ERIC Number: ED373345
Record Type: RIE
Publication Date: 1994-Apr
The Relationship of Student Ratings, Faculty Status and Student Writing Performance.
Ghaffari-Samai, Parvine; And Others
A study examined the difference in writing competency achievement between classes taught by full-time faculty and classes taught by adjunct faculty, and whether student ratings of the course and the quality of instruction differed. Subjects were 1,339 students in all 49 classes taught by 11 full-time and 23 adjuncts in the Fall semesters of 1991 and 1992 at an urban, liberal arts undergraduate institution serving an ethnically diverse student population. Data included students' scores on a writing assessment test (a passing score is required for successful completion of the course) and responses to a questionnaire on teaching effectiveness. Results for both years indicated no statistically significant difference in the writing achievement, mean course grades, mean course grades for the next-level English course, and student faculty ratings between students taught by full-time and adjunct faculty. Results also indicated that for 1991 (but not for the 1992 sample), adjunct faculty assigned a greater proportion of higher grades (As and Bs) than their full-time colleagues. Findings do not support the assumption that adjunct instruction is categorically an inferior means of delivery instruction. (Contains 25 references, seven tables of data and two notes.) (RS)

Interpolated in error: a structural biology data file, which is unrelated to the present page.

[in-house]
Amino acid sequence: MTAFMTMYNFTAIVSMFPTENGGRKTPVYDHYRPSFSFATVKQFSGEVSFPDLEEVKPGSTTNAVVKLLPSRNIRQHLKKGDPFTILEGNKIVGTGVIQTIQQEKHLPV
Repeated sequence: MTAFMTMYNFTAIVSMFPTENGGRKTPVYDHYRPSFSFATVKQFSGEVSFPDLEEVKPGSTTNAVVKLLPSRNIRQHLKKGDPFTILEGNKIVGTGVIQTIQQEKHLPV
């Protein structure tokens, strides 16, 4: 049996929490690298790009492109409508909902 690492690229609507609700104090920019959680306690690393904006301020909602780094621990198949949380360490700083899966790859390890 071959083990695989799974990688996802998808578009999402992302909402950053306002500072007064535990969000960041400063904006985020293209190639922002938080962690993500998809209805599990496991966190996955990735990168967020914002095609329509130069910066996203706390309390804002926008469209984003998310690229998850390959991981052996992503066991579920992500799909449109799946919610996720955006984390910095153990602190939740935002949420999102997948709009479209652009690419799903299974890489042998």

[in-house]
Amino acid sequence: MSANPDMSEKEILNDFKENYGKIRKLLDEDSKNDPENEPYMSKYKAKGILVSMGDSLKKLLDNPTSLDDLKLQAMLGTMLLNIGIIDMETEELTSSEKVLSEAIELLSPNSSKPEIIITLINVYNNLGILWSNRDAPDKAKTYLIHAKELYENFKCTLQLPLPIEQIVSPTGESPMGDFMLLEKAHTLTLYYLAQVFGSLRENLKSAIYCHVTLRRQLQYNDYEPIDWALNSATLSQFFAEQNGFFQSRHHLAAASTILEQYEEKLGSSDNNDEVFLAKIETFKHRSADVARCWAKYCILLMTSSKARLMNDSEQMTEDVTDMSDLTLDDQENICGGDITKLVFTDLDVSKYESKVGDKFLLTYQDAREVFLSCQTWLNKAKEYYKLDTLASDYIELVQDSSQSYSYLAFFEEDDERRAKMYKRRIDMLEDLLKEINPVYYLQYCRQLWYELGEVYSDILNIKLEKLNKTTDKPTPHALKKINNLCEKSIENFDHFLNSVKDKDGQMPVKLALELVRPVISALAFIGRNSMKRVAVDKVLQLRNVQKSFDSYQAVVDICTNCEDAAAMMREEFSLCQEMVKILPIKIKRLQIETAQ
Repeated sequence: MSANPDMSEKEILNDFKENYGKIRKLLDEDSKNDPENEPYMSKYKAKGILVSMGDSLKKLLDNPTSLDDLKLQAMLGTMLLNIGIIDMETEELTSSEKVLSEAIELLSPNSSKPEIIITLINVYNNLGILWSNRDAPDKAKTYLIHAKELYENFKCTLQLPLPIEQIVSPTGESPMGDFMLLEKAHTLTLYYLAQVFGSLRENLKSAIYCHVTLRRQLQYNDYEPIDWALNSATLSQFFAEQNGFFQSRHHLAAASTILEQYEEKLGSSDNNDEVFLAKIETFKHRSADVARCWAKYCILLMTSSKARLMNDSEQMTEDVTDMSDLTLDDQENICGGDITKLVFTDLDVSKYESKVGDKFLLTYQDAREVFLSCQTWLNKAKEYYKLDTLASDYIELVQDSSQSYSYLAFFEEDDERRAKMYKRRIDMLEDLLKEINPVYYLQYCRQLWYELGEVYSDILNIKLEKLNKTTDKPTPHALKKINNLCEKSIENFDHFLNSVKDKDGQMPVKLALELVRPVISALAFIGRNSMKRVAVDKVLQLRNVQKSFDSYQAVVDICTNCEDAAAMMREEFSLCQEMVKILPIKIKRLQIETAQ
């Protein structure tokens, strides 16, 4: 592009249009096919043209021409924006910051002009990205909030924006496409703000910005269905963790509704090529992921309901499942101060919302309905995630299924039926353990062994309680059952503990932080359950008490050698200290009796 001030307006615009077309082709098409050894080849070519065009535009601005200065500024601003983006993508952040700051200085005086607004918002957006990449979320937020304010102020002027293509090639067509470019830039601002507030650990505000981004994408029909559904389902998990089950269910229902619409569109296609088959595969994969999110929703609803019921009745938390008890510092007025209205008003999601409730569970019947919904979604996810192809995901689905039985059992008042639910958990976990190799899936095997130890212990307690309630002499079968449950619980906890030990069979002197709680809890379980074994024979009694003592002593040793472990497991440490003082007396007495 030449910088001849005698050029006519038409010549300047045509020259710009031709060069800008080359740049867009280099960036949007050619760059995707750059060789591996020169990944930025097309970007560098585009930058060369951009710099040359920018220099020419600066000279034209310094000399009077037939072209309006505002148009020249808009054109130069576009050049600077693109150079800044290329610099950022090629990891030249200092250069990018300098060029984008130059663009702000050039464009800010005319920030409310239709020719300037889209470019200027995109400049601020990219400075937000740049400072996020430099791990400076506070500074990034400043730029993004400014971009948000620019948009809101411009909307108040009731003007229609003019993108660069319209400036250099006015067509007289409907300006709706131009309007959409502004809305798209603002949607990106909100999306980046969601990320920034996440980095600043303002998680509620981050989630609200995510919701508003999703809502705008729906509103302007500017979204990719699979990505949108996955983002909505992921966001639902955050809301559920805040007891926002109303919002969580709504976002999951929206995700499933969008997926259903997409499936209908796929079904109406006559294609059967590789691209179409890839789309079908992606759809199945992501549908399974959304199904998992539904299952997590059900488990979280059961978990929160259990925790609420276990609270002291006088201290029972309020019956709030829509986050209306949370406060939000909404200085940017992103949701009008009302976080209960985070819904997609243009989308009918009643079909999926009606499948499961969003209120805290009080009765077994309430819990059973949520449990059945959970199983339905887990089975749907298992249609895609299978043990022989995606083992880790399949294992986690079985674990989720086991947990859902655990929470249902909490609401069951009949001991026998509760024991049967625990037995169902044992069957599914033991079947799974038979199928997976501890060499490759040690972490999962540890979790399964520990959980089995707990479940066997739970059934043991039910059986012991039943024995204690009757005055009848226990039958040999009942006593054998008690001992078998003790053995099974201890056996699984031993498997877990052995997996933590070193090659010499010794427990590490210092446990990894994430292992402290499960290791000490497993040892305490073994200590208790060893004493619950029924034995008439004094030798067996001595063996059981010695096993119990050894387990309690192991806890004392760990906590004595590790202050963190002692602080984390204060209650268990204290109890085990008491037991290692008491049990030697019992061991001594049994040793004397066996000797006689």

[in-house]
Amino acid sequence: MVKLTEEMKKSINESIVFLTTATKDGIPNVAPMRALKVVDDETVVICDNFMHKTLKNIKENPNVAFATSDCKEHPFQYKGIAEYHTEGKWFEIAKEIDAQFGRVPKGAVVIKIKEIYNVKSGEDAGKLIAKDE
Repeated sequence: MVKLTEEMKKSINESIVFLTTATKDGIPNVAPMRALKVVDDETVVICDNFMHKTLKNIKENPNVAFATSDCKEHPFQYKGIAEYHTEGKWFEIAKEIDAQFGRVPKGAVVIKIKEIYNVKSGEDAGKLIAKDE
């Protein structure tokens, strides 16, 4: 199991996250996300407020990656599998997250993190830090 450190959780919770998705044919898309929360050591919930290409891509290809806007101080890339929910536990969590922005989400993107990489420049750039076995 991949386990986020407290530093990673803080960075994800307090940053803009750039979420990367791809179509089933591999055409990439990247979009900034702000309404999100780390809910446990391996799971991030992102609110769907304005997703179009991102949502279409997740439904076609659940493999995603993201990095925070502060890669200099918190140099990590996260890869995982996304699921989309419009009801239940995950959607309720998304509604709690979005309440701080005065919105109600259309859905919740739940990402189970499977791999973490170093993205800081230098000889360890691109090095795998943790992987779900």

Publication Type: Speeches/Meeting Papers; Reports - Research
Education Level: N/A
Authoring Institution: N/A
Note: Paper presented at the Annual Meeting of the American Educational Research Association (75th, New Orleans, LA, April 4-8, 1994).